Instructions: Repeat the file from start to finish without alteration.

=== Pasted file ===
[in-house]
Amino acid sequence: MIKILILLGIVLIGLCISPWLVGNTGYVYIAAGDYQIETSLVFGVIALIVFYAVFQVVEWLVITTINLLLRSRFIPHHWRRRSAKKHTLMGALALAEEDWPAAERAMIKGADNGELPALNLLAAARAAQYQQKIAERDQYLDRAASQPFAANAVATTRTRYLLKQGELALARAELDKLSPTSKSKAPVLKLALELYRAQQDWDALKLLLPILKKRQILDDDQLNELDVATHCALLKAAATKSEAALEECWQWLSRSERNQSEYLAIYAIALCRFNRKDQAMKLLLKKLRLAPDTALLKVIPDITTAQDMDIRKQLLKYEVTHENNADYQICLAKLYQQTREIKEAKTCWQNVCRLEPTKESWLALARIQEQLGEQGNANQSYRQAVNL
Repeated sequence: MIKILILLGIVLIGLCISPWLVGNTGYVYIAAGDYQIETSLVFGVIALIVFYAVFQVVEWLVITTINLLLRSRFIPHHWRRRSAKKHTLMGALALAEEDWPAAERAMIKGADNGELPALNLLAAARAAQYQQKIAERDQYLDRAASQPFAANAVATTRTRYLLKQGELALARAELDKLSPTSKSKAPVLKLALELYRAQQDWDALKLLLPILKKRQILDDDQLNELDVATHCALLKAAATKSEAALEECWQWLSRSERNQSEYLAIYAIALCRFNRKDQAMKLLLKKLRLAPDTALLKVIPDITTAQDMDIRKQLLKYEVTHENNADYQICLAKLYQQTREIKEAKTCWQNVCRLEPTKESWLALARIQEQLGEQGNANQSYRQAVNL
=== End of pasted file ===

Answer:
[in-house]
Amino acid sequence: MIKILILLGIVLIGLCISPWLVGNTGYVYIAAGDYQIETSLVFGVIALIVFYAVFQVVEWLVITTINLLLRSRFIPHHWRRRSAKKHTLMGALALAEEDWPAAERAMIKGADNGELPALNLLAAARAAQYQQKIAERDQYLDRAASQPFAANAVATTRTRYLLKQGELALARAELDKLSPTSKSKAPVLKLALELYRAQQDWDALKLLLPILKKRQILDDDQLNELDVATHCALLKAAATKSEAALEECWQWLSRSERNQSEYLAIYAIALCRFNRKDQAMKLLLKKLRLAPDTALLKVIPDITTAQDMDIRKQLLKYEVTHENNADYQICLAKLYQQTREIKEAKTCWQNVCRLEPTKESWLALARIQEQLGEQGNANQSYRQAVNL
Repeated sequence: MIKILILLGIVLIGLCISPWLVGNTGYVYIAAGDYQIETSLVFGVIALIVFYAVFQVVEWLVITTINLLLRSRFIPHHWRRRSAKKHTLMGALALAEEDWPAAERAMIKGADNGELPALNLLAAARAAQYQQKIAERDQYLDRAASQPFAANAVATTRTRYLLKQGELALARAELDKLSPTSKSKAPVLKLALELYRAQQDWDALKLLLPILKKRQILDDDQLNELDVATHCALLKAAATKSEAALEECWQWLSRSERNQSEYLAIYAIALCRFNRKDQAMKLLLKKLRLAPDTALLKVIPDITTAQDMDIRKQLLKYEVTHENNADYQICLAKLYQQTREIKEAKTCWQNVCRLEPTKESWLALARIQEQLGEQGNANQSYRQAVNL